As cash plan providers continue to develop solutions to help employers and employees cover PMI excesses, Sam Barrett looks at some of the implications
Using a cash plan to mop up a medical insurance excess is a common sales strategy in the corporate arena. But, while it has been operated on an unofficial basis for the last few years, it has now been formalised with the launch of medical insurance excess cover by Simplyhealth and Medicash.
The two providers have taken slightly different approaches to offering the cover. On Simplyhealth’s corporate cash plan it is available as an optional module. Three levels are available, starting at 25p per employee per week, which gives £100 of excess cover, and rising to 75p per employee per week for £300 of excess cover. Conversely, Medicash includes it automatically on its Proactive corporate plan, wrapping it up with its specialist consultation and diagnostic tests benefit. It has four benefit levels, starting at £1 a week for £200 of cover a year and rising to £5 a week for £400 of cover.
For Howard Hughes, head of employer marketing at Simplyhealth, formalising excess cover was a logical step.
“It makes sense,” he says. “Advisers are shrewd and are selling cash plans to fit alongside medical insurance and soak up the excess. If it’s going to be sold this way, we have to make sure it works properly.”
Making sure it works properly is welcomed. Without a separate excess benefit, an employee would have to pay the excess and then send the excess statement letter they receive from the insurer on to the cash plan provider, claiming for it under the specialist consultation benefit.
Paul Gambon, head of sales at Medicash, says this was not always the smoothest of procedures.
“Having excess cover benefit does make it easier,” he explains. “Not all medical insurance claims start with a specialist consultation and you could also run into problems where treatment ran across two policy years and two excess periods.”
Additionally, given the complexity of the process, it required thorough communications to ensure that employees understood how to claim their excess payment so they did not feel out of pocket if an excess was introduced to cut costs.
But not everyone is happy to see cover for excesses being given such a prominent spot.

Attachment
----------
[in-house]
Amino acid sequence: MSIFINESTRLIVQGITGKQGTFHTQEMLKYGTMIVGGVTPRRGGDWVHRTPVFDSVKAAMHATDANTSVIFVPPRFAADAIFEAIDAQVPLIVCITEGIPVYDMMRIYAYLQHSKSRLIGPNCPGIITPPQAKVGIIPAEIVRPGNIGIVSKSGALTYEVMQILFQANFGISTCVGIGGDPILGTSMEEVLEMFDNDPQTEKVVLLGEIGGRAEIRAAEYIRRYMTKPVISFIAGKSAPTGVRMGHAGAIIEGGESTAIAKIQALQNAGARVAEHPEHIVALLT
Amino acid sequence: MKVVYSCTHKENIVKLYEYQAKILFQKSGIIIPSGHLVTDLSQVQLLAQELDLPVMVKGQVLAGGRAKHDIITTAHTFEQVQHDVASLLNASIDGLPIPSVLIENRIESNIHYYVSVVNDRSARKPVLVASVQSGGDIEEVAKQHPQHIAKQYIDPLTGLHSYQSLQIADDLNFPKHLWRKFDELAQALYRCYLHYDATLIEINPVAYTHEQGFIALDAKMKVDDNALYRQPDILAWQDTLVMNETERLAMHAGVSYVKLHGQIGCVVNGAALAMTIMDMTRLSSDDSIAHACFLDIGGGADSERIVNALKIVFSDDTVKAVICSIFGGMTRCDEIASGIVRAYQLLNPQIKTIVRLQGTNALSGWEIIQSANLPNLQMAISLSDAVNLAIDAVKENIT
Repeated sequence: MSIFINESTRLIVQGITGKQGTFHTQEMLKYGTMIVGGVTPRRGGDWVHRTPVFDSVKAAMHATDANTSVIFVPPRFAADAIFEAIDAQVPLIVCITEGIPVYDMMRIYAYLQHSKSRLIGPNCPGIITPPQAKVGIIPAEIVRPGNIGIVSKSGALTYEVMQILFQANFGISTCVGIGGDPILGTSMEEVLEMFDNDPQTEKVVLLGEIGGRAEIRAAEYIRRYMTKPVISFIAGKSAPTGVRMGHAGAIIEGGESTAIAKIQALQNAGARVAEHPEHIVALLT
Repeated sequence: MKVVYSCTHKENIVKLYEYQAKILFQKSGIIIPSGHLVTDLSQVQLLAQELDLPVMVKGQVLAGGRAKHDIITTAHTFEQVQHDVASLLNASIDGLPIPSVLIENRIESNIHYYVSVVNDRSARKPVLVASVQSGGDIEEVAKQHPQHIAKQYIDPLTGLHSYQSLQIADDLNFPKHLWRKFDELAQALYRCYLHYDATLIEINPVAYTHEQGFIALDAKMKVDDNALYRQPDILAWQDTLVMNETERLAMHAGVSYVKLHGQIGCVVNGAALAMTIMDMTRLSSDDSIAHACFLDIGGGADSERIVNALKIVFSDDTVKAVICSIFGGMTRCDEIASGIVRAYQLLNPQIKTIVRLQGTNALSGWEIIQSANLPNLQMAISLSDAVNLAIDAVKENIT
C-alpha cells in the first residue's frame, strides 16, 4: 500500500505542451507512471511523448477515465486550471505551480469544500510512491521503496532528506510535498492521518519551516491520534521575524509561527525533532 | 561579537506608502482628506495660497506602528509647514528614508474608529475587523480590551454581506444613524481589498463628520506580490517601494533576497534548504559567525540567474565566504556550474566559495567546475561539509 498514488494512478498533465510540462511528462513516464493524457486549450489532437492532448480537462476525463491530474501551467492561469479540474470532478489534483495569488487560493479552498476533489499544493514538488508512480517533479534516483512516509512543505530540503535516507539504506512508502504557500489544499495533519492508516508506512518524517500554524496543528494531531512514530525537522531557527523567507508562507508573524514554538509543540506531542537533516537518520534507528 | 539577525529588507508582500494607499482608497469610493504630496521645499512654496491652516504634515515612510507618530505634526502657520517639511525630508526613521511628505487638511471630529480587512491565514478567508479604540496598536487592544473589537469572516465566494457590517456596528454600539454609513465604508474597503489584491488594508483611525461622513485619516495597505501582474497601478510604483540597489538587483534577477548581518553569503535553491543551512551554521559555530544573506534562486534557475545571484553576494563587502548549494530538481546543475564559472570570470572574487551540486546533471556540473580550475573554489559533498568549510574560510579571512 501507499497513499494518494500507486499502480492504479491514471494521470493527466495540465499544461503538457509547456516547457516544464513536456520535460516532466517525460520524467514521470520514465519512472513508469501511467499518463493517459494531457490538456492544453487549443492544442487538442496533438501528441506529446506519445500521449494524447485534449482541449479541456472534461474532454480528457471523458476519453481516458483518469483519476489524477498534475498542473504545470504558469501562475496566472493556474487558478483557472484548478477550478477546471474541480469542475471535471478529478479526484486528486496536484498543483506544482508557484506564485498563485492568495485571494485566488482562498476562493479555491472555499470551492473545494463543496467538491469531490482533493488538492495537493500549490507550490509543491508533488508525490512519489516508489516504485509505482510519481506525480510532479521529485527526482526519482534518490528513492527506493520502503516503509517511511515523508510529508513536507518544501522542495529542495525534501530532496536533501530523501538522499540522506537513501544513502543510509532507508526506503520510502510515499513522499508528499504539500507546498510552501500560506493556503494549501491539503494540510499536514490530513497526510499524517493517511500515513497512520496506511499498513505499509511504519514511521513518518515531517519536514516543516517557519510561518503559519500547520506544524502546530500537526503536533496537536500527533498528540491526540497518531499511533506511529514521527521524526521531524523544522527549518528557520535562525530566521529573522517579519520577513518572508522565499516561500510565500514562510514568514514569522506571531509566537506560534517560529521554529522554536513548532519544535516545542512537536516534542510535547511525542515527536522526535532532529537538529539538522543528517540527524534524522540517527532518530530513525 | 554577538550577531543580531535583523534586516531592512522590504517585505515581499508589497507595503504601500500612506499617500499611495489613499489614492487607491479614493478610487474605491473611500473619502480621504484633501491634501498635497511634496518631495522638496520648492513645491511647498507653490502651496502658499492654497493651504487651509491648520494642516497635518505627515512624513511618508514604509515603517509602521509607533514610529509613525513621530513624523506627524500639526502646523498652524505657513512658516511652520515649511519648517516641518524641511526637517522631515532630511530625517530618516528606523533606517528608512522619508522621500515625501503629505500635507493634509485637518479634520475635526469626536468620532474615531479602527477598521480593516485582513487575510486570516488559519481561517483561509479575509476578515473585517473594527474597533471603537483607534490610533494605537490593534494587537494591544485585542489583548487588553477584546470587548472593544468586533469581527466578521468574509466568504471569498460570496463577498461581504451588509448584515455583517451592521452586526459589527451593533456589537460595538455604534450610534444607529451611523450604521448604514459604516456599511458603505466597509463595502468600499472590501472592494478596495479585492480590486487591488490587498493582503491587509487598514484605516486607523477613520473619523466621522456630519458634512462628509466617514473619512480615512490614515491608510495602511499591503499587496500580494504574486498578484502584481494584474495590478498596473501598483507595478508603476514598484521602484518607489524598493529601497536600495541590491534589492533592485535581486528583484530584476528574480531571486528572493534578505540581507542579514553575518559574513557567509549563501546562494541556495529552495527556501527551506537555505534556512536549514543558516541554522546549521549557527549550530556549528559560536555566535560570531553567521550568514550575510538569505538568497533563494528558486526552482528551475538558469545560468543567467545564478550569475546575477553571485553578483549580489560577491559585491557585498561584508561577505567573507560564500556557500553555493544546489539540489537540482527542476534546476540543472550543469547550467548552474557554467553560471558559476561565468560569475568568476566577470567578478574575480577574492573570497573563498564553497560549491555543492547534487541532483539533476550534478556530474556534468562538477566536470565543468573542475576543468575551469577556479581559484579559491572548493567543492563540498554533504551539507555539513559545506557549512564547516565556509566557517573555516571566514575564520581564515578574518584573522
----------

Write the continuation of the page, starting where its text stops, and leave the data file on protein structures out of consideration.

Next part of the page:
“They’ve taken a good idea and ruined it by making it too easy to claim on both products,” says Mike Izzard, managing director of Premier Choice Group. “We’ve been recommending cash plans alongside medical insurance excesses for the last five years and it worked. This is a salesman’s dream but there could be serious repercussions.”
Recommending these excess plans is certainly something of a no-brainer for any healthcare adviser. By adding an excess to a medical insurance policy, they can generate sufficient discount to pay for a cash plan that, in addition to all the traditional benefits, also covers the excess that was introduced to pay for it. This could drive huge growth for the cash plan market.
But, for Nick Lipczynski, director of IHC, the specialist healthcare consultancy, the benefits simply do not stack up. He is concerned that the cash plan providers are offering so much more for, in some cases, no additional charge.
“Cash plan providers have offered their cash plans at between 75p and £1 a week, telling us how much they pay out but now we find that, for the same price, they are able to introduce, offer and encourage the use of an additional benefit, medical insurance excess cover,” he explains.
The maths is certainly concerning. On average, one in five people claim on their medical insurance every year. On a level one premium with Medicash at £1 a week, the total annual premium for five people would be £260. Statistically, one person would claim a year, taking £100 of excess cover out of the premium pot. On top of this, administration costs of around £50 would need to be deducted, leaving a pot of £110 to cover all the other benefits the five people could claim.
“Either the cash plan providers have been misleading us or they are aggressively promoting unsustainable plans. This is not ethical or professional,” Lipczynski adds.
Other cash plan providers are also concerned about this latest stage in product development. Brian Hall, sales and marketing director at BHSF, believes this is a result of increased competition in the market.